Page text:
Four questions on 'Twelve Tribes'

Ithaca Times/November 5, 2003
By Harvey Fireside


Recently, Ithacans learned that a group calling itself the "Twelve Tribes" had purchased the former Home Dairy on The Commons and would reopen it as a coffee and maté shop. They had also bought the former Ithaca Fitness Center on Third Street, converting it into a collective residence.

The city's Commons Coordinator welcomed the new business, which he likened to other stores on The Commons run by Mennonites and Christian Scientists. The Ithaca Times, in a cover story, quoted a spokesman for the group saying that negative comments published about the Twelve Tribes had been totally without foundation. The reporter had not interviewed any ex-members who had left the group. End of story?

Some of us skeptical observers were not reassured by the undiluted welcome conveyed by local media, since we are aware of other sources characterizing the Twelve Tribes as an outright cult. Unlike mainline religious groups that operate openly, cults are run by authoritarian leaders, who accept the gifts and obeisance of followers. The ideology of a cult typically employs messianic promises to attract recruits. It is also not uncommon for the most vulnerable cult members to be subjected to psychological and physical abuse by the "elders."

It seems high time to seek the answers to at least four questions:

1. How is "Twelve Tribes" different from other cults?

2. Has it been convicted of breaking any laws?

3. Are its beliefs in accord with basic American values?

4. What is the mission that has brought it to Ithaca?

1. Perhaps I, as a Jew, am especially sensitive to the term "Twelve Tribes," as an apparent attempt to hijack a term from biblical history. Indeed, the group's leader known as "Yonek" -- a former carnival barker, who followed a vision that came to him on a California beach -- uses this label to package his synthetic faith as a combination of Judaism and apocalyptic Christianity. This would-be Moses/Messiah has recruited followers in the United States, France and Brazil who surrender their bank accounts, cars and other worldly possessions to him. Then they work in farflung shops, factories and farms to keep him in a princely jet-setting style, according to the Boston Herald. Their living arrangements and diets are Spartan, but -- content to labor without pay -- their enterprises have been thriving.

2. Two published accounts have reported the conviction of the Twelve Tribes in Albany by a New York state court for violating child labor laws, according to the Boston Herald and New York Post. These articles reported that children as young as six have routinely been used in businesses such as candle-making, soap and furniture plants. The group's spokesman conceded that, at times, Twelve Tribes had operated "close to the limits of the letter of the law."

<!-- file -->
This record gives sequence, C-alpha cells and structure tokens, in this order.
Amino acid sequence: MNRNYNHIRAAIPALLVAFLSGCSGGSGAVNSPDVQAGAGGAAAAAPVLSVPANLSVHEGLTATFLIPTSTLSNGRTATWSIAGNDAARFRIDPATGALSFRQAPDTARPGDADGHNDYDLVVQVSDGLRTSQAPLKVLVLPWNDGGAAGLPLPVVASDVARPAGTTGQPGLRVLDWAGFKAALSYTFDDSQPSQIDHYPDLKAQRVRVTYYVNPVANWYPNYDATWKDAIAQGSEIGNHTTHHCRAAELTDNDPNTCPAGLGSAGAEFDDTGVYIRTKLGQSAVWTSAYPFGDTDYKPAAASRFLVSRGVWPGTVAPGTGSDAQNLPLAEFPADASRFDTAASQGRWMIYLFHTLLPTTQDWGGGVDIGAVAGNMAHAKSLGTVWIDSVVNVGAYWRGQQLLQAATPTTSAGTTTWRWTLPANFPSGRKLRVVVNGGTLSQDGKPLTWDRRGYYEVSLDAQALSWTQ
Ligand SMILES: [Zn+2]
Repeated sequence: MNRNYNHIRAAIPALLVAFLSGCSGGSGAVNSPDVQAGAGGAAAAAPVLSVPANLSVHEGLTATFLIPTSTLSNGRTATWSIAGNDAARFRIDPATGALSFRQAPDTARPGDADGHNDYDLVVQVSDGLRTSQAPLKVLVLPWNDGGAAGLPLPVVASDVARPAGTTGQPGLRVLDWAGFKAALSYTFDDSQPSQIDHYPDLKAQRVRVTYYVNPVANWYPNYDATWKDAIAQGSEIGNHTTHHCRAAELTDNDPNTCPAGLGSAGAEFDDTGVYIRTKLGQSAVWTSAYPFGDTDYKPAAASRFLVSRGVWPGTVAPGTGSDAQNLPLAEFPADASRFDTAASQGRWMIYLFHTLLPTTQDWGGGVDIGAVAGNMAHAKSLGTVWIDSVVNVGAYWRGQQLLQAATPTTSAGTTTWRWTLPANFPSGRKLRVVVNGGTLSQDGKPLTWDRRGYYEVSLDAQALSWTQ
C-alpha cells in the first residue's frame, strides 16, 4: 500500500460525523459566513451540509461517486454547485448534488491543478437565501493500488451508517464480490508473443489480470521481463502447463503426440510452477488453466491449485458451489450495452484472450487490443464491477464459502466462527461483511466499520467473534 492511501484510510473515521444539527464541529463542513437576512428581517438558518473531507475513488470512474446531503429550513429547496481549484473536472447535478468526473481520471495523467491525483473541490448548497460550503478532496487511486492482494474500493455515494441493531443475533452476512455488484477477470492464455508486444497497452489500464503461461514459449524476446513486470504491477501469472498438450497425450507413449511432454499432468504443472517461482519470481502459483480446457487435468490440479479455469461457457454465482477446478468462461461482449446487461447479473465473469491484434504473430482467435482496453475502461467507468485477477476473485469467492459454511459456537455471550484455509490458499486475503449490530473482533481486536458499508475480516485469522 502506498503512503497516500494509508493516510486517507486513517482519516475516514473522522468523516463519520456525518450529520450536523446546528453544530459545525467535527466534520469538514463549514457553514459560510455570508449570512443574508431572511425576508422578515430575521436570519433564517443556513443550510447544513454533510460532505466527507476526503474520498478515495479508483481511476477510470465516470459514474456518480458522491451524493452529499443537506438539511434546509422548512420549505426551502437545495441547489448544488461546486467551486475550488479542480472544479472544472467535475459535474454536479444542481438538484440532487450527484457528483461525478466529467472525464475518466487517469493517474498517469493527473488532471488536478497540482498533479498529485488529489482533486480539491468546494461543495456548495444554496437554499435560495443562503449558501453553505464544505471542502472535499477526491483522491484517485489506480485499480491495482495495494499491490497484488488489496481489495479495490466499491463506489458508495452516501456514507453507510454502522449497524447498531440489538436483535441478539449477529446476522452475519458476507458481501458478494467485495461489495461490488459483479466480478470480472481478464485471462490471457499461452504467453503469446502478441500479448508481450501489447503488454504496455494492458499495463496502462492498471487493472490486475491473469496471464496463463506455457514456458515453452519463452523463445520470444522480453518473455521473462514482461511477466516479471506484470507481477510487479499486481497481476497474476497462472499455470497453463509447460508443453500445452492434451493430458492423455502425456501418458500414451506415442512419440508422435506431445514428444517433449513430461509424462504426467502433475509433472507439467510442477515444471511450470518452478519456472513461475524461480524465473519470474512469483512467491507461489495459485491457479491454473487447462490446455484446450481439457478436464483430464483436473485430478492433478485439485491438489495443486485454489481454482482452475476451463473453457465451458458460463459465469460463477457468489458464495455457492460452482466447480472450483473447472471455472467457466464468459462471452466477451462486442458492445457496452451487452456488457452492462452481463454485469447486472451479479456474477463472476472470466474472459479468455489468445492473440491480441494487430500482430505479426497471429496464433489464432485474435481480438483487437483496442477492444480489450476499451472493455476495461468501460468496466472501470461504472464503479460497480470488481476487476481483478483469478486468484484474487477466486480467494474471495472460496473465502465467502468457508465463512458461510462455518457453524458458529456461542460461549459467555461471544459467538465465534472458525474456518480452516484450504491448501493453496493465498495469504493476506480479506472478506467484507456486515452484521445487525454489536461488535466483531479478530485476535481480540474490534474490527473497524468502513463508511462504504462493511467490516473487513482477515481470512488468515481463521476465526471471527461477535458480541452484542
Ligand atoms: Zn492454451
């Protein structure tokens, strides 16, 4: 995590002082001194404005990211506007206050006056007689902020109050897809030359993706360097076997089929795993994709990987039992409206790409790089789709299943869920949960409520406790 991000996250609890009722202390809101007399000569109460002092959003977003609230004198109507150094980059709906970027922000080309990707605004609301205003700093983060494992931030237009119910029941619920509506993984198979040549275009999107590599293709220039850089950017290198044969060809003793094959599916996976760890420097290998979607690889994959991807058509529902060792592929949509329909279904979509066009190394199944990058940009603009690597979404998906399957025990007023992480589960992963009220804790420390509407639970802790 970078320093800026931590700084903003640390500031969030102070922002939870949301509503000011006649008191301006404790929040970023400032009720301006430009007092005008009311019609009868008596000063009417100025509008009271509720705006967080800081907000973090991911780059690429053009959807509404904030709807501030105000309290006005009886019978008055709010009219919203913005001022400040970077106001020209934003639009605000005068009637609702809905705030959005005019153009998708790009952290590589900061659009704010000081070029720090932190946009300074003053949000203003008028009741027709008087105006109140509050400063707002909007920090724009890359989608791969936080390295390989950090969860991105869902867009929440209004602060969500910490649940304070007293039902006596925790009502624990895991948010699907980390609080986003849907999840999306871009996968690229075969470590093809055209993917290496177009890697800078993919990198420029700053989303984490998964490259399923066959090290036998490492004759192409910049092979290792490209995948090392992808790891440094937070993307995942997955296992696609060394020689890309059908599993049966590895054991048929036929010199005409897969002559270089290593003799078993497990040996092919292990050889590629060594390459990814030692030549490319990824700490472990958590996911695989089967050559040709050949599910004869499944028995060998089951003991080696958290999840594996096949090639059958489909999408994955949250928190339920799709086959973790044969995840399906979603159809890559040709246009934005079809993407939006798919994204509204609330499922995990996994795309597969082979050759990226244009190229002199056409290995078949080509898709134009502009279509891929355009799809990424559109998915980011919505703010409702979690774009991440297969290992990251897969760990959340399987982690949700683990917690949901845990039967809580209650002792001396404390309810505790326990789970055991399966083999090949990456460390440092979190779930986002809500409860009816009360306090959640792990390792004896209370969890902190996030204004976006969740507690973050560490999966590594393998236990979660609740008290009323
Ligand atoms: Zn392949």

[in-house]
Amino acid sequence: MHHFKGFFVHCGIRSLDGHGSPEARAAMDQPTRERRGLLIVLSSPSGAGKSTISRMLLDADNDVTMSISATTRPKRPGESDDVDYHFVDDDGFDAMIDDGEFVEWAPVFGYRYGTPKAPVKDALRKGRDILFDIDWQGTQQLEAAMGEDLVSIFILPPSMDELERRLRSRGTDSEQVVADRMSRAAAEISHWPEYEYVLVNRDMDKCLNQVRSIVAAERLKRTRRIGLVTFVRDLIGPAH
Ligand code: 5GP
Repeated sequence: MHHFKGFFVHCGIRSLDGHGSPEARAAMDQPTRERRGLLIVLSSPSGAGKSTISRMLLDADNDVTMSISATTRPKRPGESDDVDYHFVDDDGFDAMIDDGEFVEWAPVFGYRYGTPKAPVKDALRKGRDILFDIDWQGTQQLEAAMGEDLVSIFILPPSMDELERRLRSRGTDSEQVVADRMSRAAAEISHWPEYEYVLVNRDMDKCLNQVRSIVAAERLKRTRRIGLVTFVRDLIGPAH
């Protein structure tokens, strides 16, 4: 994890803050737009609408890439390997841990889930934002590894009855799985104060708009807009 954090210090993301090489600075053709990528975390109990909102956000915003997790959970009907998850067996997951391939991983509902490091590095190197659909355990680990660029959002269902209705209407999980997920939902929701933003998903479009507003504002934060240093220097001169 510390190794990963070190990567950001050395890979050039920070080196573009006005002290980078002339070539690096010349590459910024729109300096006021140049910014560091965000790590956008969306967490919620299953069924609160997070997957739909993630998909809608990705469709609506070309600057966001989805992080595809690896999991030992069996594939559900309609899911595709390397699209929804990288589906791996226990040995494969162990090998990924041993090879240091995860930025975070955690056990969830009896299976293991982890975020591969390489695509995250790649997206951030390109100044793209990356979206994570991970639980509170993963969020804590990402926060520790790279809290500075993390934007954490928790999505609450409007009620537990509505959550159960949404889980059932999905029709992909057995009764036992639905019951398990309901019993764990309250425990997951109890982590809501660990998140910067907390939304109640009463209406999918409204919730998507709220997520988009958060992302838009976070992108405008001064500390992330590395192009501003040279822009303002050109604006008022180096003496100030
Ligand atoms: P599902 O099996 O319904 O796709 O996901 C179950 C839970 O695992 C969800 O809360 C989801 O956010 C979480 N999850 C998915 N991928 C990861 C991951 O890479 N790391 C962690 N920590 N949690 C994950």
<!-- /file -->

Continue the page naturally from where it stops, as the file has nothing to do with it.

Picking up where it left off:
3. Twelve Tribes is ruled by men who claim that they have been divinely ordained as superior to women, as African Americans are inferior to whites, and children subordinate to adults. Not surprisingly, homosexuals and gays are beyond the pale.

Of course, even such obnoxious beliefs are protected by the First Amendment. Yet questions are raised when the Twelve Tribes advocates spanking children from months on (Chattanooga Times, 1/9/80). Since the group practices home schooling, it should be held to account if it inculcates an ideology going counter to New York State education law. Without doubt, infants also require legal protection from child abuse.

Moving further from constitutionally protected ideas to suspect practices, the Twelve Tribes has been accused of encouraging parental kidnapping in child custody disputes (Boston Herald, 9/7/01) Around the same time, Boston inspectors were called to a rooming house in Dorchester, to check on the group's noncompliance with city housing codes. Will Ithaca officials exercise equal vigilance?

4. Finally, why has the Twelve Tribes chosen this college town as its next colony? Cults are drawn to university students who have embarked on spiritual searches and are insecure about their identities. Fortunately, there are professors in Ithaca who have expertise in assessing cults. Won't they join in a badly needed public debate about the proper local response to the Twelve Tribes? Surely, the hosannas from uninformed media and business leaders were premature.

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